Persistent organic pollutants in 9/11 world trade center rescue workers: reduction following detoxification

Chemosphere. 2007 Oct;69(8):1320-5. doi: 10.1016/j.chemosphere.2006.05.127. Epub 2007 Jan 17.


Exposure to toxins following the September 11, 2001 attack on and collapse of the World Trade Center (WTC) is of particular concern given the ultra fine particulate dust cloud, high temperature combustion, and months-long fire. Firefighters, paramedics, police and sanitation crews are among the approximately 40000 personnel who labored for weeks and months on rescue and cleanup efforts. Many of the rescue workers have subsequently developed symptoms that remain unresolved with time. This study characterizes body burdens of polychlorinated biphenyls (PCBs), polychlorinated dibenzofurans (PCDFs), and polychlorinated dioxins (PCDDs) in rescue workers and citizens exposed following the WTC collapse. Our research includes a pilot evaluation of a detoxification method aimed at reducing toxic burden. Many congeners were found at elevated levels, in ranges associated with occupational exposures. Post-detoxification testing revealed reductions in these congeners and despite the small study size, some reductions were statistically significant. Health symptoms completely resolved or were satisfactorily improved on completion of treatment. These results argue for a larger treatment study of this method and an overall treatment approach to address toxic burden.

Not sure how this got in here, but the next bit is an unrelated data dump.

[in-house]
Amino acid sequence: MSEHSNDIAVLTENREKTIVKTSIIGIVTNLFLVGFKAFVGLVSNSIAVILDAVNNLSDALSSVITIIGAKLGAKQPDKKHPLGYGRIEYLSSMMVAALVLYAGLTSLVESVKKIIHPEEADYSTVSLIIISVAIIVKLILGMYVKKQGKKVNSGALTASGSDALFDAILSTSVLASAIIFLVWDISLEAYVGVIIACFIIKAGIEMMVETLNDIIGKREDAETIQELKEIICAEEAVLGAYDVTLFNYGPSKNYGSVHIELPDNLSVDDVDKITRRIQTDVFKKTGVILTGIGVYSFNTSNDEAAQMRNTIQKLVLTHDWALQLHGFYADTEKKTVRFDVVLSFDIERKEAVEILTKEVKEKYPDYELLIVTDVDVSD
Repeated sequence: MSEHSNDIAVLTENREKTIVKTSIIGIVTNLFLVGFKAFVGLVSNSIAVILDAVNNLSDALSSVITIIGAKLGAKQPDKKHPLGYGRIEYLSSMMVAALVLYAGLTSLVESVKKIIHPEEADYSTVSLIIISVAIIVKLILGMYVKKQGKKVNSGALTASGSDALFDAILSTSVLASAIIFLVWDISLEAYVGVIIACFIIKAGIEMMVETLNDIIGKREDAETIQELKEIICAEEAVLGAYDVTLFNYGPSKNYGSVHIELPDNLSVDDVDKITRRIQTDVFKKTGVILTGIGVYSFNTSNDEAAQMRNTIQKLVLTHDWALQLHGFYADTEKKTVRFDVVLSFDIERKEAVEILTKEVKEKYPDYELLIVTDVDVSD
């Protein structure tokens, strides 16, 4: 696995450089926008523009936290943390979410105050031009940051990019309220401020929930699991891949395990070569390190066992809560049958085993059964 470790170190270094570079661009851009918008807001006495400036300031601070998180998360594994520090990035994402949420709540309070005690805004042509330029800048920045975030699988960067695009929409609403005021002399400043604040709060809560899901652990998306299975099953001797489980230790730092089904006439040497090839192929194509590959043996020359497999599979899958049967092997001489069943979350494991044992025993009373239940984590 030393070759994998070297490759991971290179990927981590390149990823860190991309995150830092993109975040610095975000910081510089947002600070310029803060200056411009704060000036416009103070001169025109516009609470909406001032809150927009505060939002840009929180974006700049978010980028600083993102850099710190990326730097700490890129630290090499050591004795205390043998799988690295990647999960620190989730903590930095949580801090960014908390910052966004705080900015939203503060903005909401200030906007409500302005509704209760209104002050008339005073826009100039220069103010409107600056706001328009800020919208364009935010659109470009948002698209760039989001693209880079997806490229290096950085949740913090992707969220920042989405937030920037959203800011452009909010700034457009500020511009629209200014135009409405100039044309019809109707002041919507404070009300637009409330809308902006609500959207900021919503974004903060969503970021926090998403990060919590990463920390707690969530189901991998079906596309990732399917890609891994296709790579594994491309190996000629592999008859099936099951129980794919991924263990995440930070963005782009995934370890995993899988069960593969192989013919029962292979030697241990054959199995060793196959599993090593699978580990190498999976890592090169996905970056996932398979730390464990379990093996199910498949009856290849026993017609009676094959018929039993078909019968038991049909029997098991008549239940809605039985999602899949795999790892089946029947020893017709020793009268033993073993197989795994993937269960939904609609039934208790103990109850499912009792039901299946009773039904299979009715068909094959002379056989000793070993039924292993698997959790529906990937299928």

MeSH terms

  • Adult
  • Benzofurans / blood
  • Benzofurans / pharmacokinetics
  • Dibenzofurans, Polychlorinated
  • Dioxins / blood
  • Dioxins / pharmacokinetics
  • Environmental Pollutants / blood*
  • Environmental Pollutants / pharmacokinetics
  • Humans
  • Inactivation, Metabolic
  • Male
  • Middle Aged
  • Occupational Exposure / analysis*
  • Polychlorinated Biphenyls / blood
  • Polychlorinated Biphenyls / pharmacokinetics
  • Rescue Work*
  • September 11 Terrorist Attacks*


  • Benzofurans
  • Dibenzofurans, Polychlorinated
  • Dioxins
  • Environmental Pollutants
  • Polychlorinated Biphenyls